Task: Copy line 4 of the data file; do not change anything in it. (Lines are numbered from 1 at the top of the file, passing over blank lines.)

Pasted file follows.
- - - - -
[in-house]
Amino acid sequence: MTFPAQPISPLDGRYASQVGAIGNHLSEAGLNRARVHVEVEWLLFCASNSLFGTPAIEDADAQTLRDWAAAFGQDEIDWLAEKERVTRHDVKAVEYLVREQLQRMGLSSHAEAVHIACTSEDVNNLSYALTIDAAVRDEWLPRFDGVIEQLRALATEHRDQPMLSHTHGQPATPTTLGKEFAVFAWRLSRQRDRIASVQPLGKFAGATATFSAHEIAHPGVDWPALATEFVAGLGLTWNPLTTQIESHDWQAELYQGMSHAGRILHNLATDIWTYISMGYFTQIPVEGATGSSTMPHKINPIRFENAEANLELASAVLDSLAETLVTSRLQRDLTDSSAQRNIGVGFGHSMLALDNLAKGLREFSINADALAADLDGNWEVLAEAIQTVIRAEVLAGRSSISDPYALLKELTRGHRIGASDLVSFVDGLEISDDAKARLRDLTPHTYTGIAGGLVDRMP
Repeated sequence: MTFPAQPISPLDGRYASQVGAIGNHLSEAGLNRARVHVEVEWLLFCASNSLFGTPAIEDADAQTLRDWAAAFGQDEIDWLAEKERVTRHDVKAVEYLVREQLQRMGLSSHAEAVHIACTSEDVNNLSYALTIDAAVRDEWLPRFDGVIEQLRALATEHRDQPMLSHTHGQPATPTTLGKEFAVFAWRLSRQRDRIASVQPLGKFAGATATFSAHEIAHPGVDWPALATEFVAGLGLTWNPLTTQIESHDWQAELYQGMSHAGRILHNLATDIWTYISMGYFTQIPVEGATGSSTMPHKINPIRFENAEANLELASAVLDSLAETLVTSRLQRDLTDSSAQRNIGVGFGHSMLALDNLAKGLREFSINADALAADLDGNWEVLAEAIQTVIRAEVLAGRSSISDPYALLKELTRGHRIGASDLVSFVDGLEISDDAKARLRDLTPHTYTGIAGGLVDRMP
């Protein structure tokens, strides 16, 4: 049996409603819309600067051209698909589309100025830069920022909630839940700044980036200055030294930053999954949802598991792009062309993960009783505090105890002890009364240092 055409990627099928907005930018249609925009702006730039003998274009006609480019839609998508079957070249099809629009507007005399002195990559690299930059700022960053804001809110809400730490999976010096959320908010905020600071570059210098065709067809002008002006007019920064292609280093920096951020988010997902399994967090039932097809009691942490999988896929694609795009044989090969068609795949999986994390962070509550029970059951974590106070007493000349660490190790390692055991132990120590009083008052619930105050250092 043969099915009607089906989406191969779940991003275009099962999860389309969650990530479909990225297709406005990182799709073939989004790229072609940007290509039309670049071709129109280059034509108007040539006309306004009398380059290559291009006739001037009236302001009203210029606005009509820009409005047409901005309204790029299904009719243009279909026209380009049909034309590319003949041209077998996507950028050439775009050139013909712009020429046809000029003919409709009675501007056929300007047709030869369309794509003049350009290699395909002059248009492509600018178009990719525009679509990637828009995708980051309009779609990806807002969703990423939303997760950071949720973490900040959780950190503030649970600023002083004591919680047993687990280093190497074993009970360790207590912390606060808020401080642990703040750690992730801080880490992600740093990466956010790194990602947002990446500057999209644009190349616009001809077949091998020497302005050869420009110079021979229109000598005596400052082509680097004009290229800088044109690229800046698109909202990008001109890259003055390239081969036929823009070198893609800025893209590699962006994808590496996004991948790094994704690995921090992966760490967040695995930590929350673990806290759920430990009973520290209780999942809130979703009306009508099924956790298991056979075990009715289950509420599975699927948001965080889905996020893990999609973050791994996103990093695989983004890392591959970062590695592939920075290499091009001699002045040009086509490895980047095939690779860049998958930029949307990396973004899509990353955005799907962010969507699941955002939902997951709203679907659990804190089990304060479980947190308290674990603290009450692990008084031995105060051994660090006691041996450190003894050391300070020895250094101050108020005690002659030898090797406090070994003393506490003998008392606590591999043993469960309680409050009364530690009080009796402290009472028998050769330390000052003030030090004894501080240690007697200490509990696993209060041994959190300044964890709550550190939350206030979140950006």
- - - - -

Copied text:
């Protein structure tokens, strides 16, 4: 049996409603819309600067051209698909589309100025830069920022909630839940700044980036200055030294930053999954949802598991792009062309993960009783505090105890002890009364240092 055409990627099928907005930018249609925009702006730039003998274009006609480019839609998508079957070249099809629009507007005399002195990559690299930059700022960053804001809110809400730490999976010096959320908010905020600071570059210098065709067809002008002006007019920064292609280093920096951020988010997902399994967090039932097809009691942490999988896929694609795009044989090969068609795949999986994390962070509550029970059951974590106070007493000349660490190790390692055991132990120590009083008052619930105050250092 043969099915009607089906989406191969779940991003275009099962999860389309969650990530479909990225297709406005990182799709073939989004790229072609940007290509039309670049071709129109280059034509108007040539006309306004009398380059290559291009006739001037009236302001009203210029606005009509820009409005047409901005309204790029299904009719243009279909026209380009049909034309590319003949041209077998996507950028050439775009050139013909712009020429046809000029003919409709009675501007056929300007047709030869369309794509003049350009290699395909002059248009492509600018178009990719525009679509990637828009995708980051309009779609990806807002969703990423939303997760950071949720973490900040959780950190503030649970600023002083004591919680047993687990280093190497074993009970360790207590912390606060808020401080642990703040750690992730801080880490992600740093990466956010790194990602947002990446500057999209644009190349616009001809077949091998020497302005050869420009110079021979229109000598005596400052082509680097004009290229800088044109690229800046698109909202990008001109890259003055390239081969036929823009070198893609800025893209590699962006994808590496996004991948790094994704690995921090992966760490967040695995930590929350673990806290759920430990009973520290209780999942809130979703009306009508099924956790298991056979075990009715289950509420599975699927948001965080889905996020893990999609973050791994996103990093695989983004890392591959970062590695592939920075290499091009001699002045040009086509490895980047095939690779860049998958930029949307990396973004899509990353955005799907962010969507699941955002939902997951709203679907659990804190089990304060479980947190308290674990603290009450692990008084031995105060051994660090006691041996450190003894050391300070020895250094101050108020005690002659030898090797406090070994003393506490003998008392606590591999043993469960309680409050009364530690009080009796402290009472028998050769330390000052003030030090004894501080240690007697200490509990696993209060041994959190300044964890709550550190939350206030979140950006």